San Marcos CISD trustees got their first look at the preliminary fiscal year 2018-19 budget Monday and learned the school district is expected to grow by 240 students next year.
Most of the student growth will be at Hernandez and Bowie elementary schools, according to Karen Griffith, assistant superintendent of business and support.
The district had 8,148 students enrolled as of Jan. 19, according to Monica Ruiz-Mills, assistant superintendent of teaching, learning and assessments.
District staff also presented trustees with several options for salary increases.
The first option would give all teachers a $1,000 raise, which would cost the district an additional $558,189 in salary increases. The second option would give all teachers a $1,500 raise, which would cost the district an additional $837,177 in salary increases.
Staff also gave an option for $416,000 in longevity incentives for teachers who have been with the district for at least five years.
Last fiscal year, each teacher received a $1,250 salary increase.
During the 2017-18 school year, a first-year teacher’s starting salary was $47,000, which falls in the “middle of the pack” compared to other school districts in the area, according to Willie Watson, assistant superintendent of human resources. On the low end, Wimberly ISD’s starting teacher salary was $41,609, and on the high end, New Braunfels ISD’s starting teacher salary was $49,000.
Staff also presented two raise options for paraprofessionals. The first option gives paraprofessionals a $1.50 per hour raise to a starting hourly wage of $12.10, which would cost the district an additional $606,277.
The second option gives paraprofessionals a $2 per hour raise to a starting hourly wage of $12.60, which would cost the district an additional $806,672.
Last fiscal year, hourly employees received a $1 per hour raise. Hourly manual trade professionals such as custodians and bus drivers currently make $10.60. Clerical professionals—including instructional assistants and registrars—currently make $10.80 per hour.
Trustee Miguel Arrendondo said he wanted to know whether it would be possible to give employees who live within the school district an additional raise and asked to see how many employees would be eligible for that raise.
Watson said he hopes a salary increase option will be voted on for both teachers and paraprofessionals by the board’s March meeting.
Preliminary budget, staff numbers
Griffith said based on preliminary numbers, the school district’s revenue will increase by $4.3 million in FY 2018-19 based on a projected 8.5 percent growth in tax revenue, which she said has been the norm for the last five years.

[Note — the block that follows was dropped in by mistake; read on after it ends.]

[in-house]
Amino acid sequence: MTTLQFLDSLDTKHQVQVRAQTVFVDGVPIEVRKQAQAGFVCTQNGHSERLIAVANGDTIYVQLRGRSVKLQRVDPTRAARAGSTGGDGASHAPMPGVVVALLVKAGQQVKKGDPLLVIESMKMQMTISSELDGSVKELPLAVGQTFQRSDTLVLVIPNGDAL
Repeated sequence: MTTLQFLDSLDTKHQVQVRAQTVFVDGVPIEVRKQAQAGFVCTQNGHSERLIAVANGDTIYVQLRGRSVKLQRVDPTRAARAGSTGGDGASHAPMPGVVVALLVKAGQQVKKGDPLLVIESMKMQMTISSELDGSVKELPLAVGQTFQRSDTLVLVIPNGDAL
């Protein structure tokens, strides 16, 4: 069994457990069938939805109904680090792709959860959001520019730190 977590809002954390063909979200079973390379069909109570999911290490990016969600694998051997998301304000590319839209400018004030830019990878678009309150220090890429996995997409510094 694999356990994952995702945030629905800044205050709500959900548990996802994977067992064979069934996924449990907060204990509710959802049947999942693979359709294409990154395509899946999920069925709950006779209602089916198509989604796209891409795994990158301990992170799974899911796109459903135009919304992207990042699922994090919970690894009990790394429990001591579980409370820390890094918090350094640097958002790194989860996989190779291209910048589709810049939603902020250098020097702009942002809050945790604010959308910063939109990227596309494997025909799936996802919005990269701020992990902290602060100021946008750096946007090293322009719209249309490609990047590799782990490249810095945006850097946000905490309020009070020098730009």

She said without factoring in salary increases, expenditures are projected to increase by about $1.9 million.
The total proposed revenue in FY 2018-19 is $76.14 million, with $75.7 million expected to be spent. In FY 2016-17, the district received $70.13 million in revenue and spent $67 million.
Since FY 2012-13, revenues have increased by $15.23 million and expenditures have increased by $13.14 million.
SMCISD District Superintendent Michael Cardona asked trustees to keep in mind this year’s budget would include the opening of a new elementary school.
Griffith said based on current projections, the school district could be subject to recapture—in which the state takes a certain amount of money from districts considered “property rich” and distributes them to “property-poor” districts—in three years.
Watson said discussion on the district’s share of health insurance coverage for district employees would come at a later month. Last fiscal year, the district’s contribution expanded from $341 to $351 monthly.
The district is adding four new San Marcos High School teachers based on academic scores on assessments in the next school year, and additional staffing adjustments will be made because of the projected increase in enrollment at SMHS, Goodnight and Miller middle schools and the elementary schools.
Cardona said the district is moving to a 10-month budget cycle, meaning the fiscal year would begin July 1 instead of Sept. 1. This gives teachers and staff the funds to pay for materials they need in the 2018-19 school year rather than waiting until August, he said.
“We’re trying to be more proactive,” he told trustees.
Trustees will have another budget workshop on March 5.